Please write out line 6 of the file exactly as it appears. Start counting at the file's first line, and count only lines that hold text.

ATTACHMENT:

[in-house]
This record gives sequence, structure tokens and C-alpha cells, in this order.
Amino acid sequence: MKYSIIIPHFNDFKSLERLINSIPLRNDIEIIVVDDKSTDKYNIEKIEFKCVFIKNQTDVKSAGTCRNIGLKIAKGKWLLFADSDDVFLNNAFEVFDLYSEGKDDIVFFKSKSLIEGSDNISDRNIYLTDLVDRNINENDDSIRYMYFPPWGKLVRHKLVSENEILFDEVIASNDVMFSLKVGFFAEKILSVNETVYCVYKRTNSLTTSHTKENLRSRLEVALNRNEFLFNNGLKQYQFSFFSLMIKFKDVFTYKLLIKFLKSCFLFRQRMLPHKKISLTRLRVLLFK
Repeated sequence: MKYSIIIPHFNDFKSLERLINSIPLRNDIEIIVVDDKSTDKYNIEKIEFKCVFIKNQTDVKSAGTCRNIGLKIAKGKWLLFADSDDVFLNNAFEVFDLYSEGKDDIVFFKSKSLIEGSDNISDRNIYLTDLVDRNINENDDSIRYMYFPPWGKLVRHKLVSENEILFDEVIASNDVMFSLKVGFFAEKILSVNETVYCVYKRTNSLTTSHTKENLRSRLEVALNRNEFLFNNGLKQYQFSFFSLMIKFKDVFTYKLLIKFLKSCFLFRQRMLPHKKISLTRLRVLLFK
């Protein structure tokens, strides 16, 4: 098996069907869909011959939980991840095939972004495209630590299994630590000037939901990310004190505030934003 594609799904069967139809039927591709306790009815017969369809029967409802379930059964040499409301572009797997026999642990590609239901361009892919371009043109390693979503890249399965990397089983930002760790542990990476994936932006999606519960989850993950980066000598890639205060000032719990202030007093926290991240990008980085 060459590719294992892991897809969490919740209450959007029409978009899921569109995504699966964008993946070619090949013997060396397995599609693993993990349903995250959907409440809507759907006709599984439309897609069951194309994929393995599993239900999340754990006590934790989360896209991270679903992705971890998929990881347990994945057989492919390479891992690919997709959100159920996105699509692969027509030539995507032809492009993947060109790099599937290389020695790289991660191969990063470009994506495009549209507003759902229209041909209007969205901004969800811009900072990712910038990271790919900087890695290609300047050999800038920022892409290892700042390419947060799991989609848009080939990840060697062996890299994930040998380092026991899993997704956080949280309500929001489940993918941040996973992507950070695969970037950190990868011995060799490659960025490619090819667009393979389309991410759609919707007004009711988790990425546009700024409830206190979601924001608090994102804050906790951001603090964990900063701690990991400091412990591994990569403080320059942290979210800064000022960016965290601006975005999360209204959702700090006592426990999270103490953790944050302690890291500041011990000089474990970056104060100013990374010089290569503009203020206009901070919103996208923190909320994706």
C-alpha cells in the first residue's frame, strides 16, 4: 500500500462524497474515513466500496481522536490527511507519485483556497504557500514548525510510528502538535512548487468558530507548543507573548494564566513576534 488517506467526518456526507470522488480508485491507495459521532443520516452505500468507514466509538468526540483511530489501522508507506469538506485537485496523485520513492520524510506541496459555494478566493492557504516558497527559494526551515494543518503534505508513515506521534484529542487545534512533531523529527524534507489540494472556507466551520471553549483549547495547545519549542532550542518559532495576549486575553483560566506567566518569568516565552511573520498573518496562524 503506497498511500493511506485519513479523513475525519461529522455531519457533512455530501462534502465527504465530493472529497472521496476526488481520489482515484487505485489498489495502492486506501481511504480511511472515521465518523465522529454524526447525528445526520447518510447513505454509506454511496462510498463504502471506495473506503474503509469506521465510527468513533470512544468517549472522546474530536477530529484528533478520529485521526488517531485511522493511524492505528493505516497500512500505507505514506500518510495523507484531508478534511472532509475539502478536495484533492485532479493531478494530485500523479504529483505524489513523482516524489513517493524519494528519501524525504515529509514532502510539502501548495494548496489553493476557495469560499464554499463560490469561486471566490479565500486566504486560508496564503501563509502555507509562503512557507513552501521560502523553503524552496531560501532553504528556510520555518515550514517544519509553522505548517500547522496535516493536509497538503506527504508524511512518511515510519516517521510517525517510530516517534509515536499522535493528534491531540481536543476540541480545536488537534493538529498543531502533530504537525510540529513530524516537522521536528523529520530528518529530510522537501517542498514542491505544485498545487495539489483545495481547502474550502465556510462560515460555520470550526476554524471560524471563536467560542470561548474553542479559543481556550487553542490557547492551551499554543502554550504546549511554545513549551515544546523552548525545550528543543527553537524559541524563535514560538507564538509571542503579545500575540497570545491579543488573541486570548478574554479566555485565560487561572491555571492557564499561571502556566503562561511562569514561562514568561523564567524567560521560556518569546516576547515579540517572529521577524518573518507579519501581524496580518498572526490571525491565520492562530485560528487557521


C-alpha cells in the first residue's frame, strides 16, 4: 500500500462524497474515513466500496481522536490527511507519485483556497504557500514548525510510528502538535512548487468558530507548543507573548494564566513576534 488517506467526518456526507470522488480508485491507495459521532443520516452505500468507514466509538468526540483511530489501522508507506469538506485537485496523485520513492520524510506541496459555494478566493492557504516558497527559494526551515494543518503534505508513515506521534484529542487545534512533531523529527524534507489540494472556507466551520471553549483549547495547545519549542532550542518559532495576549486575553483560566506567566518569568516565552511573520498573518496562524 503506497498511500493511506485519513479523513475525519461529522455531519457533512455530501462534502465527504465530493472529497472521496476526488481520489482515484487505485489498489495502492486506501481511504480511511472515521465518523465522529454524526447525528445526520447518510447513505454509506454511496462510498463504502471506495473506503474503509469506521465510527468513533470512544468517549472522546474530536477530529484528533478520529485521526488517531485511522493511524492505528493505516497500512500505507505514506500518510495523507484531508478534511472532509475539502478536495484533492485532479493531478494530485500523479504529483505524489513523482516524489513517493524519494528519501524525504515529509514532502510539502501548495494548496489553493476557495469560499464554499463560490469561486471566490479565500486566504486560508496564503501563509502555507509562503512557507513552501521560502523553503524552496531560501532553504528556510520555518515550514517544519509553522505548517500547522496535516493536509497538503506527504508524511512518511515510519516517521510517525517510530516517534509515536499522535493528534491531540481536543476540541480545536488537534493538529498543531502533530504537525510540529513530524516537522521536528523529520530528518529530510522537501517542498514542491505544485498545487495539489483545495481547502474550502465556510462560515460555520470550526476554524471560524471563536467560542470561548474553542479559543481556550487553542490557547492551551499554543502554550504546549511554545513549551515544546523552548525545550528543543527553537524559541524563535514560538507564538509571542503579545500575540497570545491579543488573541486570548478574554479566555485565560487561572491555571492557564499561571502556566503562561511562569514561562514568561523564567524567560521560556518569546516576547515579540517572529521577524518573518507579519501581524496580518498572526490571525491565520492562530485560528487557521